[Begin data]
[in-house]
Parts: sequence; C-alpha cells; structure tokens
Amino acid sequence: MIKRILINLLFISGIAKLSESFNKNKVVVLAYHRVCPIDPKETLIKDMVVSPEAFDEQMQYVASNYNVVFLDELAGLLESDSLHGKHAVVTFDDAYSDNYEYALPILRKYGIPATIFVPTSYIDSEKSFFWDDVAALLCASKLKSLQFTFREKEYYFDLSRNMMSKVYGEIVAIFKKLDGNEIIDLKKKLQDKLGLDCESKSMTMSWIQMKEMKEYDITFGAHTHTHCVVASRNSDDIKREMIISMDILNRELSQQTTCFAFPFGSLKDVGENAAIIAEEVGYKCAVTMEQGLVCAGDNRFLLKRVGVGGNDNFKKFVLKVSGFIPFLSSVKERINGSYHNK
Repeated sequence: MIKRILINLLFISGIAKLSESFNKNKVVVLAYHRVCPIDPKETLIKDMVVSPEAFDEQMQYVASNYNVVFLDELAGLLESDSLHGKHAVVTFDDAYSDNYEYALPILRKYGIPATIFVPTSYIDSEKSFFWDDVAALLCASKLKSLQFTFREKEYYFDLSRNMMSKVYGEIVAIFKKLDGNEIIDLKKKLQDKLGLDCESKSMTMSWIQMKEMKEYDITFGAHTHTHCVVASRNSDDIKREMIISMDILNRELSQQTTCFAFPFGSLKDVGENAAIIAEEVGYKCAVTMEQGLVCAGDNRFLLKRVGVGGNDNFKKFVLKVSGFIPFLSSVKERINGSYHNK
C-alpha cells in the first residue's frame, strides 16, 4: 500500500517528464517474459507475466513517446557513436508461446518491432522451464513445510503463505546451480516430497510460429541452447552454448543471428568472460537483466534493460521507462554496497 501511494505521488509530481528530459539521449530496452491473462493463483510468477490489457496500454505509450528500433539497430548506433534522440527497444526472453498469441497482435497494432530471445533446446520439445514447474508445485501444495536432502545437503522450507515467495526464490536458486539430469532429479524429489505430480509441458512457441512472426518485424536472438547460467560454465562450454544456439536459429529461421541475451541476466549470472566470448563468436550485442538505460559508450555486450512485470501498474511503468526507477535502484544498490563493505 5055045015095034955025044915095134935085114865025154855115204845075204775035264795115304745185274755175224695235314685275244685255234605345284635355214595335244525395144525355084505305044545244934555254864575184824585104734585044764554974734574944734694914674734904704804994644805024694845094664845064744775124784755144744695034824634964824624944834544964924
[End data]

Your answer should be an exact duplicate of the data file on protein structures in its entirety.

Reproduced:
[in-house]
Parts: sequence; C-alpha cells; structure tokens
Amino acid sequence: MIKRILINLLFISGIAKLSESFNKNKVVVLAYHRVCPIDPKETLIKDMVVSPEAFDEQMQYVASNYNVVFLDELAGLLESDSLHGKHAVVTFDDAYSDNYEYALPILRKYGIPATIFVPTSYIDSEKSFFWDDVAALLCASKLKSLQFTFREKEYYFDLSRNMMSKVYGEIVAIFKKLDGNEIIDLKKKLQDKLGLDCESKSMTMSWIQMKEMKEYDITFGAHTHTHCVVASRNSDDIKREMIISMDILNRELSQQTTCFAFPFGSLKDVGENAAIIAEEVGYKCAVTMEQGLVCAGDNRFLLKRVGVGGNDNFKKFVLKVSGFIPFLSSVKERINGSYHNK
Repeated sequence: MIKRILINLLFISGIAKLSESFNKNKVVVLAYHRVCPIDPKETLIKDMVVSPEAFDEQMQYVASNYNVVFLDELAGLLESDSLHGKHAVVTFDDAYSDNYEYALPILRKYGIPATIFVPTSYIDSEKSFFWDDVAALLCASKLKSLQFTFREKEYYFDLSRNMMSKVYGEIVAIFKKLDGNEIIDLKKKLQDKLGLDCESKSMTMSWIQMKEMKEYDITFGAHTHTHCVVASRNSDDIKREMIISMDILNRELSQQTTCFAFPFGSLKDVGENAAIIAEEVGYKCAVTMEQGLVCAGDNRFLLKRVGVGGNDNFKKFVLKVSGFIPFLSSVKERINGSYHNK
C-alpha cells in the first residue's frame, strides 16, 4: 500500500517528464517474459507475466513517446557513436508461446518491432522451464513445510503463505546451480516430497510460429541452447552454448543471428568472460537483466534493460521507462554496497 501511494505521488509530481528530459539521449530496452491473462493463483510468477490489457496500454505509450528500433539497430548506433534522440527497444526472453498469441497482435497494432530471445533446446520439445514447474508445485501444495536432502545437503522450507515467495526464490536458486539430469532429479524429489505430480509441458512457441512472426518485424536472438547460467560454465562450454544456439536459429529461421541475451541476466549470472566470448563468436550485442538505460559508450555486450512485470501498474511503468526507477535502484544498490563493505 5055045015095034955025044915095134935085114865025154855115204845075204775035264795115304745185274755175224695235314685275244685255234605345284635355214595335244525395144525355084505305044545244934555254864575184824585104734585044764554974734574944734694914674734904704804994644805024694845094664845064744775124784755144744695034824634964824624944834544964924